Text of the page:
Friday, March 6, 2009

Oracle Trace Files

     Guys ! as a software engineer you need to know how to work round the clock and also to be idle for weeks, even months. Though I have experienced the former for most part of my career, last couple of months I was bound to undergo the second and most boring phase. Fortunately, I have identified this within a couple of days and also figured out a possible remedy for this monotonous phase I was heading towards. That is my friends… “Installation and configuration of Metasolv” . I have to agree that it was really challenging to install M6 from scratch. Amid my new learning, the notable one is Trace files in Oracle. Despite the trace option in Metasolv, I had to avail Oracle trace option to troubleshoot some privilege issue.

       Trace is a feature in oracle which enables you to log minute details of a session. Enabling trace for a session will make oracle to log the session details in a file called trace file with extension “.trc”. A proper naming convention has been followed by oracle for these trace files.


  • DB_NAME – Global database name
  • SID- Session id
  • Example: mssdev_ora_2308.trc

    Enabling trace

        Trace can be enabled session wise. We can enable session using a simple alter statement from a particular session or using DBMS_SUPPORT package provided by oracle.

    • ALTER SYSTEM SET trace_enabled = TRUE; for enabling trace.
    • ALTER SYSTEM SET trace_enabled = FALSE;for disabling trace.

    If you would like to enable trace for another session apart from your current session, you can use DBMS_SUPPORT package.

    SQL> desc dbms_support
    Element         Type 
    ---------------------- ---------
    MYSID                                FUNCTION
    START_TRACE                     PROCEDURE
    STOP_TRACE                      PROCEDURE

    Last two procedures described above are used for starting and stopping tracing for any session that currently exists in the database. Lets see a method for enabling trace for all active sessions for a particular user using a simple BEGIN-END block.

      for c in (select s.sid     sid,
                       s.serial# serial
                from   v$session s
                where  s.USERNAME = 'ASAP' and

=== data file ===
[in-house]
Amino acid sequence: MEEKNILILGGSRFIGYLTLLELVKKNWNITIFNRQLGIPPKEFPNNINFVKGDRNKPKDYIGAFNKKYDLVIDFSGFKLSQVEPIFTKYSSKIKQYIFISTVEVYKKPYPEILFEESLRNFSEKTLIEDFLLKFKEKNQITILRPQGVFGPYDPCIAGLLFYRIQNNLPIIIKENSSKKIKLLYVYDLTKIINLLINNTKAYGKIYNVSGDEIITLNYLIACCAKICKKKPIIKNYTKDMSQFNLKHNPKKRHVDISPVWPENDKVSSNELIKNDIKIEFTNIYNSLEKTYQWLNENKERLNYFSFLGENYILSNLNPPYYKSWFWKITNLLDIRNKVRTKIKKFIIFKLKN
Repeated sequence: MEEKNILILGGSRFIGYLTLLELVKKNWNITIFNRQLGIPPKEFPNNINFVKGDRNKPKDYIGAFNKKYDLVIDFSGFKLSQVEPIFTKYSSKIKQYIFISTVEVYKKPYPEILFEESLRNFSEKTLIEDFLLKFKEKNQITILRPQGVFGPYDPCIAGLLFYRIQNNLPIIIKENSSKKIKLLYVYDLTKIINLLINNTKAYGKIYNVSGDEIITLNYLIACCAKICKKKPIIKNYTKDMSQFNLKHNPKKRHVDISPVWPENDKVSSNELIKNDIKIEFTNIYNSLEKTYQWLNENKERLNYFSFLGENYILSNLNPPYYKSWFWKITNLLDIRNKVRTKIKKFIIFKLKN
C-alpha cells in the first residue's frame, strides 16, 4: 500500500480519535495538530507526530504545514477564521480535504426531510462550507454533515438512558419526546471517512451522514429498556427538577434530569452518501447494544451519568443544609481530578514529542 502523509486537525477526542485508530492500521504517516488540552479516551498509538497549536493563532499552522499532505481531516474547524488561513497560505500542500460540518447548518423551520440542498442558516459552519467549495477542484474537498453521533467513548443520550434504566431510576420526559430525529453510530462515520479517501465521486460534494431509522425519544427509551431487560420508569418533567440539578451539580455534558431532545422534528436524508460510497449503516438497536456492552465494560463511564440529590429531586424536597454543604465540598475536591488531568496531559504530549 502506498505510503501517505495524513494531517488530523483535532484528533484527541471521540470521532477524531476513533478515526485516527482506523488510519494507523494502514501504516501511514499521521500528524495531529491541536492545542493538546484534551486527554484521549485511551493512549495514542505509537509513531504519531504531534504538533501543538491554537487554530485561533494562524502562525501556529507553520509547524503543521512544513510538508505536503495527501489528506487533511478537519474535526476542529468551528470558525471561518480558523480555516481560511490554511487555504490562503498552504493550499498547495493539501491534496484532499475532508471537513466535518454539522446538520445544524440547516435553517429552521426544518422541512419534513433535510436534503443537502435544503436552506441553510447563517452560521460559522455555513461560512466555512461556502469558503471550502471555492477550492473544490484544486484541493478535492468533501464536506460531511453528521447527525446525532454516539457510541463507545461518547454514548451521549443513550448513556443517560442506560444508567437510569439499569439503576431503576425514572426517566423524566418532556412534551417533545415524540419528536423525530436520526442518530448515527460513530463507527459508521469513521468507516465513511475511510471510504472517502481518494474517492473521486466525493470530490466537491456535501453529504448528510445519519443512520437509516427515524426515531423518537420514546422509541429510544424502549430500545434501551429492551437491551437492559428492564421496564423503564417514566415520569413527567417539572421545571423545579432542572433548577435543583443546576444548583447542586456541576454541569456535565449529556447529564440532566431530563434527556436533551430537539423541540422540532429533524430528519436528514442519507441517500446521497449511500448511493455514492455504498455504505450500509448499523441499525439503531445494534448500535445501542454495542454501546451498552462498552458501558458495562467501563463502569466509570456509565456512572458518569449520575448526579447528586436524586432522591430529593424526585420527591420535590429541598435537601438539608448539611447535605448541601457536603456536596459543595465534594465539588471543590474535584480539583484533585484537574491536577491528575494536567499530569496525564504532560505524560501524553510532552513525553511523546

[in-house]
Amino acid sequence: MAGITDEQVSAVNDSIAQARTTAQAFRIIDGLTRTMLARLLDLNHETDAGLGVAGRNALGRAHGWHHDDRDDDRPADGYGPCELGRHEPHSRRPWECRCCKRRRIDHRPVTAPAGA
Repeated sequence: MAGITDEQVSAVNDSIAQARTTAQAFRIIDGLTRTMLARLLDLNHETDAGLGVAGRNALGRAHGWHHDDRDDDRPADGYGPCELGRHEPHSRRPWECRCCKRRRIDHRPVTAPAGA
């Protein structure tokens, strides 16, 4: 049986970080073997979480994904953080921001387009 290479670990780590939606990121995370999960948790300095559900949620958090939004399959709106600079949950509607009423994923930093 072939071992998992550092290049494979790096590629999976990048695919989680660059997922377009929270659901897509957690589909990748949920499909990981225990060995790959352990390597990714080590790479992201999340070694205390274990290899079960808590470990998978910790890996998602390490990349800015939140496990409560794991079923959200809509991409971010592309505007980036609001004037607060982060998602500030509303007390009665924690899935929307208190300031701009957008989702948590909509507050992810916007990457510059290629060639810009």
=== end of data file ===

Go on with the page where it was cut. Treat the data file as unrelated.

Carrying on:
s.status = ’ACTIVE’)
        dbms_support.start_trace_in_session(c.sid, c.serial);
      end loop;

    Use dbms_support.stop_trace_in_session  (c.sid,c.serial); for stopping the tracing. Trace file provides each and every details of the session. A sample trace file will be like this.


    Dump file c:\oracle\admin\mssdev\udump\mssdev_ora_2308.trc
    Wed Feb 18 13:01:42 2009
    ORACLE V9. - Production vsnsta=0
    vsnsql=12 vsnxtr=3
    Windows 2000 Version 5.1 Service Pack 2, CPU type 586
    Oracle9i Enterprise Edition Release - Production
    With the Partitioning, OLAP and Oracle Data Mining options
    JServer Release - Production
    Windows 2000 Version 5.1 Service Pack 2, CPU type 586
    Instance name: mssdev

    Redo thread mounted by this instance: 1

    Oracle process number: 15

    Windows thread id: 2308, image: ORACLE.EXE

    *** 2009-02-18 13:01:42.000
    *** SESSION ID:(9.23) 2009-02-18 13:01:42.000

    PARSING IN CURSOR #2 len=79 dep=0 uid=73 oct=3 lid=73 tim=259898785365 hv=4060294543 ad='1cd62f00'

    SELECT global_name FROM global_name
    PARSE #8:c=15625,e=17422,p=0,cr=2,cu=0,mis=1,r=0,dep=0,og=4,tim=2592960232
    BINDS #8:
    EXEC #8:c=0,e=1358,p=0,cr=0,cu=0,mis=0,r=0,dep=0,og=4,tim=2592968343
    WAIT #8: nam='SQL*Net message to client' ela= 3 p1=1952673792 p2=1 p3=0
    WAIT #8: nam='SQL*Net message from client' ela= 3338 p1=1952673792 p2=1 p3=0
    WAIT #8: nam='SQL*Net message to client' ela= 1 p1=1952673792 p2=1 p3=0
    FETCH #8:c=0,e=1422,p=0,cr=3,cu=0,mis=0,r=1,dep=0,og=4,tim=2592977265
    WAIT #8: nam='SQL*Net message from client' ela= 36895 p1=1952673792 p2=1 p3=0


             Every line in the trace file has statistics embedded in it, we have to decipher the trace file to understand the details of the session. For example PARSE line shows, the length of the cursor (len=79), the user id of the person parsing the cursor (uid=73), the time the parse began (tim=) and the SQL address of the cursor (ad=). As you will see shortly, we can reference the ad= line to v$sqlarea and get the text of this cursor.

    Some commonly used variable in the trace file are

    C= cpu time, e=elapsed time, p=number of database blocks read, cr=number of consistent mode blocks read. cu=number of current mode blocks read, mis=number of library cache misses, r=number of rows, og=optimizer goal (1=all_rows, 2=first_rows, 3=rule and 4=choose)

            It shows values of these variables for each each section like parsing, binding with variable values, executing, waiting and fetching the records. Reading this file would gives us the understanding of

    • Client used for execution
    • Time and resource involved in executing the query
    • Number of rows fetched along with optimizer goal

    You can read more on Output format of Trace file.


    Guru said...

    The post looks interesting. So, finding enough time at last.

    Unknown said...

    nice article.

    I read the other link you mentioned and i noticed this statment.

    "If there are TIMESTAMPS in the file you can use the difference between 'tim' values to determine an absolute time."

    This is what i am trying to achieve..basically the absolute times between all the query's shown in the trace. Would you know what query or technique I could use extract that output?